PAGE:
Music Therapist Journal
Medical Diagnosis: Traumatic brain injury resulting from motorcycle accident
Patient: RD, male, age 26
Therapy Setting: Medical facility
Intervention Type: Individual neurologic music therapy (NMT) techniques
Goal 1: Use left-hand (injury deficit) pincer/palmar grasp coordination
Technique 1: Hold mallet to play instrument or manipulate a castanet
Goal 2: Increase right-hand motor skills through instrument play
Technique 2: Reach across his body—cross mid-line—to play drum
reach arm up, down, out to side to increase muscle use
When admitted in November 2009, the patient was unable to speak and exhibited much agitation (reason for first referral). Music therapy services have been provided since that time. I observed the patient lying in bed, wife and mother-in-law at bedside. As soon as he saw the paddle drum, the patient stated, “I remember the drumming and when you came to see me!” The patient immediately began playing, laughing, and singing; an instant improvement of patient’s mood as evidenced by facial affect and eye contact.
Therapists performed client-preferred songs while directing the patient to extend dominant arm to strike the paddle drum on his right, then cross midline and hit the one on his right in time with the music. The patient successfully coordinated movements and sang along with therapists throughout interventions. During “All You Need is Love,” the patient emotionally released by sharing feelings for his wife, as evidenced by tears and reaching for her hand. Patient’s family engaged in session through singing, supporting patient with hand-over-hand assistance, and encouraging the patient.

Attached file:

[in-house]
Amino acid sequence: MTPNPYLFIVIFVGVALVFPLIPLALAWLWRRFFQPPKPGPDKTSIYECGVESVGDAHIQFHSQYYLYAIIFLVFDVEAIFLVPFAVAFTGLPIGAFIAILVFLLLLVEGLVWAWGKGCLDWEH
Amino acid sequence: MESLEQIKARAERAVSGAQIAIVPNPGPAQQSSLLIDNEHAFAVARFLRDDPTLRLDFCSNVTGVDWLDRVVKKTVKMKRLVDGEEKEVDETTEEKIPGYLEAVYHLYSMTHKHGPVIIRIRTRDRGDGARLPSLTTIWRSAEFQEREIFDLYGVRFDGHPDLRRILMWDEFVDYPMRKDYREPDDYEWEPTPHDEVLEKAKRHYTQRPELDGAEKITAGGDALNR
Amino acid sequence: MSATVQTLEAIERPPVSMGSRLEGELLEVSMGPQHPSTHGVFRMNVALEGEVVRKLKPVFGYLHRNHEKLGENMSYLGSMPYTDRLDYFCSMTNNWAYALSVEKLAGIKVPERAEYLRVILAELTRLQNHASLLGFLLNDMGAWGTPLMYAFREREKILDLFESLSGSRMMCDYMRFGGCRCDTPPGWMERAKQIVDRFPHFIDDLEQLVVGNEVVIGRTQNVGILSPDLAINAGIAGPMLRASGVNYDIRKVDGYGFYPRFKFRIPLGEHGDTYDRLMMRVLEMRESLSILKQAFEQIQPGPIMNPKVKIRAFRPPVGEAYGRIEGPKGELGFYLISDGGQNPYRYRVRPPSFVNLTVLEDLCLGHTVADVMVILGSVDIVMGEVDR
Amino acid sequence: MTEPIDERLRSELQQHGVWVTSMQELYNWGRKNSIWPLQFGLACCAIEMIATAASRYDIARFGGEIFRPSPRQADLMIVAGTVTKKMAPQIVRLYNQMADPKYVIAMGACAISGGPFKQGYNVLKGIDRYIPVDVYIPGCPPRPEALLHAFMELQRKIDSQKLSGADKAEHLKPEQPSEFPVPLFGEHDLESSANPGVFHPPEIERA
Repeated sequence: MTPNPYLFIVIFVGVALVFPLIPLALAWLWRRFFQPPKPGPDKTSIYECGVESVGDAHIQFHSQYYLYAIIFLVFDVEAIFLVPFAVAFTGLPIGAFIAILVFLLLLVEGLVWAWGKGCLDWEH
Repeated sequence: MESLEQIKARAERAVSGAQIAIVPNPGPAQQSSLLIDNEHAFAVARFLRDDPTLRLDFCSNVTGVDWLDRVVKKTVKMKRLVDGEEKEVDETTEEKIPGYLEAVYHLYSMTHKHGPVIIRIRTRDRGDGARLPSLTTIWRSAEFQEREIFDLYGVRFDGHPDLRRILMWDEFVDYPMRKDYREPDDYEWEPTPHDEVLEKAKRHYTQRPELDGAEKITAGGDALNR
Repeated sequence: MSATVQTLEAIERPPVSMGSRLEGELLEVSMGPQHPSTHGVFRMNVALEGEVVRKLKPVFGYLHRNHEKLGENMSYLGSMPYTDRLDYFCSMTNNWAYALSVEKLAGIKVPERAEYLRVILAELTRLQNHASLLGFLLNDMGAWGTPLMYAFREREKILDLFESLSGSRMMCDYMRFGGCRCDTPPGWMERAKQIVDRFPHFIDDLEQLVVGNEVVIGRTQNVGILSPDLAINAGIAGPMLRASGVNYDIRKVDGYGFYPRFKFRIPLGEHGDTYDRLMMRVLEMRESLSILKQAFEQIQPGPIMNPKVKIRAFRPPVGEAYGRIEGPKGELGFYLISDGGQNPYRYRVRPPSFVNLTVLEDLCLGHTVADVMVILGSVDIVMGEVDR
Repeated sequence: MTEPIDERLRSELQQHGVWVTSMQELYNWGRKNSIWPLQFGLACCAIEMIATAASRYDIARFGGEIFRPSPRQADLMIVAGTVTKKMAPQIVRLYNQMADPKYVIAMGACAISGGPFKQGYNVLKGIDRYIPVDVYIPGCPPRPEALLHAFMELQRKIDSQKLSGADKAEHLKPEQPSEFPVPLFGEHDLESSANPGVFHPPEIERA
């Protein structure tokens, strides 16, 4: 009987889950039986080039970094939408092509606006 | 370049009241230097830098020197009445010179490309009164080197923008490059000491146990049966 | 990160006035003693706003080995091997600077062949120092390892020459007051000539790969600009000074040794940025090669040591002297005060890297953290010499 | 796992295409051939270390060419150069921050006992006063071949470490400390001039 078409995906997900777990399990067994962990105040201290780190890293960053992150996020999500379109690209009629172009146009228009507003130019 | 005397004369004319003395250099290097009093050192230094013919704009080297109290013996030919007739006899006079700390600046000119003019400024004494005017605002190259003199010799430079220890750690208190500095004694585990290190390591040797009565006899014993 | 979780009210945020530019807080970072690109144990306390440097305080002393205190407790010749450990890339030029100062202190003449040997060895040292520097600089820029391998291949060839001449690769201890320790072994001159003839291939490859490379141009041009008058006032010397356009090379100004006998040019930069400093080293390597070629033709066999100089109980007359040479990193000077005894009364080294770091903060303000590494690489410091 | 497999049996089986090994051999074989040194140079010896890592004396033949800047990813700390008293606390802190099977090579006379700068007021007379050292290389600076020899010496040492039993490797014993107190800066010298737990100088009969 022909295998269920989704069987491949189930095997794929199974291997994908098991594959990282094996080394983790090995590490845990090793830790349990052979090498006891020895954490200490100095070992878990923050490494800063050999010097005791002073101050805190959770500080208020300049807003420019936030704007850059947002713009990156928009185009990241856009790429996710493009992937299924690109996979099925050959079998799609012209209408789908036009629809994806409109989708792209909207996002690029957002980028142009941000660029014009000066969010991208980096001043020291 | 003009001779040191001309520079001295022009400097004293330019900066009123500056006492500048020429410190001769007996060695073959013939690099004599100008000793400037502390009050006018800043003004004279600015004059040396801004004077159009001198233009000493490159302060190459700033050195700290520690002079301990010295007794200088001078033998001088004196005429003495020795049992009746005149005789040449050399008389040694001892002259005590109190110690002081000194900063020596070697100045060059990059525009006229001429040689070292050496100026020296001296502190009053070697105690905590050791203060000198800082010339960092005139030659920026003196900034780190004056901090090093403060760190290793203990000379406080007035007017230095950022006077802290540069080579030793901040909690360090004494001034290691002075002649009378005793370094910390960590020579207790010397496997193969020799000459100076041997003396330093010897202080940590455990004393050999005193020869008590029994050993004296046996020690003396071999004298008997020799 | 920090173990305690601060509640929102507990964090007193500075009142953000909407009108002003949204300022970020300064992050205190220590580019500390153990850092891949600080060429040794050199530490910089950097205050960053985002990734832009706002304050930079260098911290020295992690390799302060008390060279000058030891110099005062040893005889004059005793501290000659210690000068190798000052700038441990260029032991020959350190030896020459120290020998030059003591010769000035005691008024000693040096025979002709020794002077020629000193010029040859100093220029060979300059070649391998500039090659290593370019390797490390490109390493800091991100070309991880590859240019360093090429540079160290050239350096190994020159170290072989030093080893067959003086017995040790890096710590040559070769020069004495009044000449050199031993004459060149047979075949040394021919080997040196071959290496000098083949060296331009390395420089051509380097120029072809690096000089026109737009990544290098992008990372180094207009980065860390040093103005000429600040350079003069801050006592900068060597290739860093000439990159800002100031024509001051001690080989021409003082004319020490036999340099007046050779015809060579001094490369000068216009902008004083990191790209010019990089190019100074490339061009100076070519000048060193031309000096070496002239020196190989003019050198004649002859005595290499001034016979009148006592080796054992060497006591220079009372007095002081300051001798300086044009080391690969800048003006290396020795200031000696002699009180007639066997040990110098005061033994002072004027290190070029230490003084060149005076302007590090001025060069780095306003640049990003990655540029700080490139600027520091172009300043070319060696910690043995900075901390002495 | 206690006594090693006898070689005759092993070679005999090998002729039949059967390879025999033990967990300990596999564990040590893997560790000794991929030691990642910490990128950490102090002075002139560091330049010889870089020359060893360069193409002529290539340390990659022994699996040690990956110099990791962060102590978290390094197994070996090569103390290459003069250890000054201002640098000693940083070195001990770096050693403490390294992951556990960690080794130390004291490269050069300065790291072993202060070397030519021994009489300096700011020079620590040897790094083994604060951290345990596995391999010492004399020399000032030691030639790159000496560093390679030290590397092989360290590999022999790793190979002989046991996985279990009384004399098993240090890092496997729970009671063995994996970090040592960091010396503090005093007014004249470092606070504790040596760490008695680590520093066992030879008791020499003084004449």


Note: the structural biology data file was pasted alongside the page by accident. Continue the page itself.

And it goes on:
A drum mallet was placed in patient’s left (deficit) hand to work on muscles needed for palmar grasp. Therapist asked the patient’s mother-in-law to help guide patient’s hand; patient often switched to dominant hand, but with assistance and encouragement from therapists and family, he successfully completed task.
The therapist demonstrated how to depict different emotions through improvisation on the marimba (a xylophone-like instrument). The patient played and confidently stated his musical expression was “progress” since he was determined to get better. The patient also improvised with wife on the marimba, titling the song “Us,” both a musical and emotional moment for them, as evidenced by tears, smiles, kisses.
Music therapy provided a means for self-expression, communication, and diversion from the hospital environment. The NMT intervention most used was TIMP (therapeutic instrumental music performance). Music functioned as the motivator during physical exercises to stimulate and regenerate muscles in arms. The session provided opportunities for physical rehabilitation, family bonding, creative expression, and emotional release for the patient.
Thank you to the interdisciplinary team for this referral.